That wealth of information can be a double-edged sword, which is something Nixon learned the hard way and yet few seem to have heeded his example. It used to be that the biggest problem with fans and media using scanners was the language. NASCAR would love to have nothing more weighty than F-bombs to deliberate upon right now.

What are they going to do? I haven’t a clue. I’ve just got a handy knack for rhyming.

I haven’t been at the track all year. I don’t get to chat with one of my go-to guys around the side of a transporter while the mob is pinning Jimmie Johnson to the entrance door. I’m growing distant. My hunches might not be as valid.

At this point, NASCAR officials aren’t likely to let bygones be bygones, but they can’t underscore the essential potential for corruption in the system by retroactively changing the outcome of the race and the income of the Chase.

I doubt we’re going to get one of those “y’all better not pull this crap again” warnings. They tried that before the race.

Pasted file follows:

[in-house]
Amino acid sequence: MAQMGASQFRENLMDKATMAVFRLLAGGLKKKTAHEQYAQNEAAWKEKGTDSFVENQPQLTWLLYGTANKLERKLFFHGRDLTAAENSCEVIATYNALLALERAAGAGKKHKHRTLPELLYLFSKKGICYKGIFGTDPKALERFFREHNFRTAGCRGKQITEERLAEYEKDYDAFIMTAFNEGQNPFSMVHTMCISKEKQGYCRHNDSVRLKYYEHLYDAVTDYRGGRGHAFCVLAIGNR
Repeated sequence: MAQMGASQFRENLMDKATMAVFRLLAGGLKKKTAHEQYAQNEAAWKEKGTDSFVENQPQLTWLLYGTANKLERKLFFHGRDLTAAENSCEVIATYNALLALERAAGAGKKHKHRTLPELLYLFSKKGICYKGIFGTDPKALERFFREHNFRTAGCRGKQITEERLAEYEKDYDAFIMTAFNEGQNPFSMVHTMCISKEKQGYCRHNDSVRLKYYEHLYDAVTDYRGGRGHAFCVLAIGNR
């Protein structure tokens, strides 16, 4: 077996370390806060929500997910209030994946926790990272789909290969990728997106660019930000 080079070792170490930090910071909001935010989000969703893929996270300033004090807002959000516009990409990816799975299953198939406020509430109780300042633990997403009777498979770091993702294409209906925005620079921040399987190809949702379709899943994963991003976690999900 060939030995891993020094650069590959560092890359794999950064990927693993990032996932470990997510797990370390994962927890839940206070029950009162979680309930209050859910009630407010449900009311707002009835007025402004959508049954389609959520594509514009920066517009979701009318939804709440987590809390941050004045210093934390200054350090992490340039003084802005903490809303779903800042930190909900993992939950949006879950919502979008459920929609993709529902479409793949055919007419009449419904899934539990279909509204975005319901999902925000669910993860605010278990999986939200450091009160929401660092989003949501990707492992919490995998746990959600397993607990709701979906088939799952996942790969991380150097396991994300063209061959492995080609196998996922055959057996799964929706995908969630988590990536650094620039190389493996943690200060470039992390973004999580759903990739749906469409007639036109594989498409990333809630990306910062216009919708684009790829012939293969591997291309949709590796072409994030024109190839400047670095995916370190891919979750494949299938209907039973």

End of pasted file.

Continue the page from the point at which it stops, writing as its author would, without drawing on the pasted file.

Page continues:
The biggest problem isn’t the misconduct. The biggest problem is the system.

Thanks for supporting my website and letting me know how you feel about what I write. You folks make me realize I’m not so all alone. If you actually like what I write in this blog, you’re bound to enjoy my novel, The Audacity of Dope, and you can order an autographed copy (or a T-shirt) by clicking on “merchandise.”

[cb_profit_poster Beer1]

About Monte

For 20 seasons, I mostly wrote about NASCAR. I'm still paying attention, but I'm spending more of my time these days writing novels and songs. I try to blog regularly on whatever happens to strike my fancy.
This entry was posted in NASCAR and tagged , , , , , , , , , , , , , , , , , , , , , . Bookmark the permalink.

26 Responses to Fixing This Is Hard to Do

  1. Aaron says: